1. It’s funny how obvious this all seems right now. Sir John Glubb wrote about this as well. Empires typically last for so long(somewhere over 200 years) and go through several phases. After an outburst, and age of conquest, commerce and knowledge, things begin to fester and rot from within. Greed permeates every aspect of society, people no longer seek knowledge for its own sake, and people no longer care for honor or courage(aside from groups like these and a good bit of the military). A good trademark is also a welfare state under the guise of generosity, a more defensive posture, and a general lack of concern for citizens.

    It’s quite a shame. But things will get worse before they get better.

  2. If virtue is the main characteristic of a surviving healthy Democracy, Spirituality is the lifeblood of a Republic, and when you all are told,, This is not a Christian Nation,, then you are being told your Republic is at an end, the statement is not an attack on Christianity but a historical statement of fact,, you criminal (spiritually) kids (age 60 and younger) are done with Republic because youse people are not of Republic caliber.

  3. Spirituality is certainly an important aspect, but I have to wonder if that term only applies to religion. I think it can also apply to things like the “spirit of competition” or the “spirit of America”. I think it just means to have a common belief to unite people.

    [Editor’s Note: Alex, most folks unquestionably presume that “spirit” has to do with “religion”. It does, on certain levels of consciousness, but spirituality exists not in flesh but in mind, in psyche, and certainly is not limited to religion. In fact, since religions are based in the past (doctrine, myth, faith-based dogma) most people who consider themselves to be religious have very little cognizance of “spirit” in its reality. Therefore, on the mental levels of religion, “spirit” is easily associated with such as you noted, “team spirit” or the “American spirit” etc. Much awakening to the reality of one’s own psyche is necessary before people can usually achieve an understanding of spirituality. But most people seldom ever ponder just what is a “mind”, what is a thought, what is an emotion, what is “knowledge”, what is memory, what is intuition, what is perception. And today’s corporate churches seldom if ever teach their laity to question such mysteries in life. Spirit has to do with the psyche, the conscious and sub-conscious aspects of the mind. In a hierarchy of the “invisible” world, spirit exists on the finest vibratory planes, followed below those planes by the coarser vibratory planes of the soul, which in turn are followed by the vibratory planes of the psyche, the mind. And below all those vibratory planes, invisible as they are, exists the physical Newtonian universe which contains our human bodies with their five physical senses. So it’s spirit, soul, psyche, body, in that order.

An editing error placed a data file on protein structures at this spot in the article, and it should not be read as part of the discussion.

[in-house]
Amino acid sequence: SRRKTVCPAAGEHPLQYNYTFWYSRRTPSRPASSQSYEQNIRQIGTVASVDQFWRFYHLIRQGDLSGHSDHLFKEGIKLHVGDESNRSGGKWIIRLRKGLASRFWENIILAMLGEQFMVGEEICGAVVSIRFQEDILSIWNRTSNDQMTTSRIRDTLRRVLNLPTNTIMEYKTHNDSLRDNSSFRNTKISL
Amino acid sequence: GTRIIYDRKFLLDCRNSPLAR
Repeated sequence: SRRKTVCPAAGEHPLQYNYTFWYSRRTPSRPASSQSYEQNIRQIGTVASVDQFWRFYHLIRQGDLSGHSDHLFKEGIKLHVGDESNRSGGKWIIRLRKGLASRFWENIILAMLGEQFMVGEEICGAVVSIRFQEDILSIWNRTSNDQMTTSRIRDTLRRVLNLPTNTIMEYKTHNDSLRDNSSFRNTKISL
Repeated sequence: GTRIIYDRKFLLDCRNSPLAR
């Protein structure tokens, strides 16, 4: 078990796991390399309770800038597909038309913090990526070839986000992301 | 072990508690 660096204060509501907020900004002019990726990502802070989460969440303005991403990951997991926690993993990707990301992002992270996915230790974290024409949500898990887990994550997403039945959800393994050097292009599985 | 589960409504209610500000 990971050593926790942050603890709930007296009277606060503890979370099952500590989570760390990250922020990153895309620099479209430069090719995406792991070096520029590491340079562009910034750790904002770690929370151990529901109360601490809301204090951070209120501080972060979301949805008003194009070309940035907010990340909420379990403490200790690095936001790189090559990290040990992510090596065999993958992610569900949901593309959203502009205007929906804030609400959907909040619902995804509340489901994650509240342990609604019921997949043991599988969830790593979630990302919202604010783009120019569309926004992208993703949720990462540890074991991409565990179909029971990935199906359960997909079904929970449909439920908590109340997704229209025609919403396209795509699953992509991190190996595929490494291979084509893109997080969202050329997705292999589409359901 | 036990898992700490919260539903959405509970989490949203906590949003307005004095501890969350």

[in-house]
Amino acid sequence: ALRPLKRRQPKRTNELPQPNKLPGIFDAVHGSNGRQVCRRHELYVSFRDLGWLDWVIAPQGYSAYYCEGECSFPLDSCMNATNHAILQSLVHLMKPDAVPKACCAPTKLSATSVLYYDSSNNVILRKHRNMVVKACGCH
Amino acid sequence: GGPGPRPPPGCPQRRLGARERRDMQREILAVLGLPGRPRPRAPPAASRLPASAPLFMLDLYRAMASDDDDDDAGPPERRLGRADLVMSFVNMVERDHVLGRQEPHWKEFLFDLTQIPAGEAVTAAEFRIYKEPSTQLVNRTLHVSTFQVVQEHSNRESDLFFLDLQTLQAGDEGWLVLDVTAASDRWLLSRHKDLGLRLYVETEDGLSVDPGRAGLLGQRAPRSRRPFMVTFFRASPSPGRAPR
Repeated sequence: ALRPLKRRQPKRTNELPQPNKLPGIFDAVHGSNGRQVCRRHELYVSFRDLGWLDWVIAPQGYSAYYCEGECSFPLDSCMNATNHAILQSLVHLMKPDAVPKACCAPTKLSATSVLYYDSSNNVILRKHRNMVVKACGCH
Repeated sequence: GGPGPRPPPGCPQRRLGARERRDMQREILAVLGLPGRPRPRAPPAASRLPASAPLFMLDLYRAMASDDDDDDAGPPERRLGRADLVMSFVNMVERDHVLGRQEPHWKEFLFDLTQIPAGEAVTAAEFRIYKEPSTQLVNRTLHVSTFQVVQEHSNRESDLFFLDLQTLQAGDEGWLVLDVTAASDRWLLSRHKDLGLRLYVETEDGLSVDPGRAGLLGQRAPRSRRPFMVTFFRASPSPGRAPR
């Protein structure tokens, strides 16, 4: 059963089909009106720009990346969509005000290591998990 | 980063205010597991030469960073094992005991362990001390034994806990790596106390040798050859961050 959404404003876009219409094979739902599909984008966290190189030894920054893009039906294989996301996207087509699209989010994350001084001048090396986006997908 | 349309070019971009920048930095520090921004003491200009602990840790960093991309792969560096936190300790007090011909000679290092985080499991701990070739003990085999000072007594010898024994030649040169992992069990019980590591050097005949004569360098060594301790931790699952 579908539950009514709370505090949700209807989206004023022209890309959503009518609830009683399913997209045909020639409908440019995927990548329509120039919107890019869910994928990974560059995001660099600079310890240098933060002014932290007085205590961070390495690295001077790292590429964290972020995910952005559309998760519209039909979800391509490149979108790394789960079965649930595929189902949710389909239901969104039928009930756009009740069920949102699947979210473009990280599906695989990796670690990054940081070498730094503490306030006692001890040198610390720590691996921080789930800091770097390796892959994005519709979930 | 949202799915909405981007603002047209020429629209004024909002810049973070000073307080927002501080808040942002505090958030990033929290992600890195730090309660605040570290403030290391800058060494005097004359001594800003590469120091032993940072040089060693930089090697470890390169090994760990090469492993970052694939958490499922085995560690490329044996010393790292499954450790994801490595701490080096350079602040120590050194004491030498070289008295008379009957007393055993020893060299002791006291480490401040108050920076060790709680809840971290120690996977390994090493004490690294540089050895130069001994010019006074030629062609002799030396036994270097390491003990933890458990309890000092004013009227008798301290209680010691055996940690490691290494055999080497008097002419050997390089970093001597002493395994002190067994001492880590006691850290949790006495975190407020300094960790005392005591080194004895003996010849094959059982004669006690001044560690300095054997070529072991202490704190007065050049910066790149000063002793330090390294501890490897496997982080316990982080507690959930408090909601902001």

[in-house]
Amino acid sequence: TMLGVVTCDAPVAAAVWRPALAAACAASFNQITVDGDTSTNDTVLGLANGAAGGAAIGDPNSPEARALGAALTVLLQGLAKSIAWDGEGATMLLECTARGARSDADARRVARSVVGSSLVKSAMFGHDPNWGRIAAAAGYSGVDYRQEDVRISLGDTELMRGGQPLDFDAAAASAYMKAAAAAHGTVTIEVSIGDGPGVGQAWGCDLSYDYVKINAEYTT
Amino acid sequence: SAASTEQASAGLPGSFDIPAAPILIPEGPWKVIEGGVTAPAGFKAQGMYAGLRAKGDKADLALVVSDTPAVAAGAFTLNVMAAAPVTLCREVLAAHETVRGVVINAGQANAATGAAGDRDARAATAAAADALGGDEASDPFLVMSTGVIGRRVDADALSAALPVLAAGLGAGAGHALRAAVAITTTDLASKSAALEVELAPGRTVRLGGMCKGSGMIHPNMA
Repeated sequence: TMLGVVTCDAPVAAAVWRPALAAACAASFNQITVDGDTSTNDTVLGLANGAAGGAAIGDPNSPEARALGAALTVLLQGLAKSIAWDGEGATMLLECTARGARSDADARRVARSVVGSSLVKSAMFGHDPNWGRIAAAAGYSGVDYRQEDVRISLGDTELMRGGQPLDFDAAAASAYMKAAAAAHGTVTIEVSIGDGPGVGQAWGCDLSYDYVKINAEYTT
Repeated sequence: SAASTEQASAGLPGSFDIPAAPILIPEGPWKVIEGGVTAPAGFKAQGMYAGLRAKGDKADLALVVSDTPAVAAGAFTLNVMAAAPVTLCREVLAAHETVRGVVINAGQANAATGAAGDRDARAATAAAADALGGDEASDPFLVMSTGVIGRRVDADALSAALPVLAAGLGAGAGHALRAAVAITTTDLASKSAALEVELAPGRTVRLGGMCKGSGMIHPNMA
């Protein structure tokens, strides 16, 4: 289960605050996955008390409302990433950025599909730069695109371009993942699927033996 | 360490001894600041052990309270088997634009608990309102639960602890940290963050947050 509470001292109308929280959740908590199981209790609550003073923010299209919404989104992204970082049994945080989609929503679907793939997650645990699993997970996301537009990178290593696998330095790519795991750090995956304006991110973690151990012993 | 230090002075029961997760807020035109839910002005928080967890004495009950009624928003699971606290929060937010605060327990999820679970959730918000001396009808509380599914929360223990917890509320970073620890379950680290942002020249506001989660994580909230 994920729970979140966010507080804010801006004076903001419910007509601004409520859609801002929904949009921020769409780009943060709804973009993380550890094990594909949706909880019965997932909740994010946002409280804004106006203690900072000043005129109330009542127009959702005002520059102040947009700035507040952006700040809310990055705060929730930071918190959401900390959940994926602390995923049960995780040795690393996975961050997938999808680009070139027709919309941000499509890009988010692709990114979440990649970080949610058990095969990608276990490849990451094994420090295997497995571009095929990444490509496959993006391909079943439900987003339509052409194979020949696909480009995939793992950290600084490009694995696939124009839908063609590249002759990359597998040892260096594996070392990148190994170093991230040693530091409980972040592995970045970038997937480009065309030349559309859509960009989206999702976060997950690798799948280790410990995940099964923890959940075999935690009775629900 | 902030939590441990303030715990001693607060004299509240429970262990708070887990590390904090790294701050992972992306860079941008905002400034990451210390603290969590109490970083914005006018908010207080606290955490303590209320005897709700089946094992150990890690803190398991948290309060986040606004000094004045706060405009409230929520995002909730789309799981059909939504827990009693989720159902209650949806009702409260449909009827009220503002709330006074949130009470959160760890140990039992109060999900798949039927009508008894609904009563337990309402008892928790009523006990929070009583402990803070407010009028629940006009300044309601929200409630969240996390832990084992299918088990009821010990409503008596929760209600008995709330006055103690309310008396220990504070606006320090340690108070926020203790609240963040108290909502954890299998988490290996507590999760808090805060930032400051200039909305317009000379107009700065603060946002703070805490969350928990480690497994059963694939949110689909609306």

Life holds many wonderful revelations once one breaks away from past teachings, questions one’s own “known”, and embraces the world of the mind unfettered by belief, dogma, and myth. Spirit holds the whole world together, but very few humans down through history have discovered that divine fact.

    Elias Alias, editor]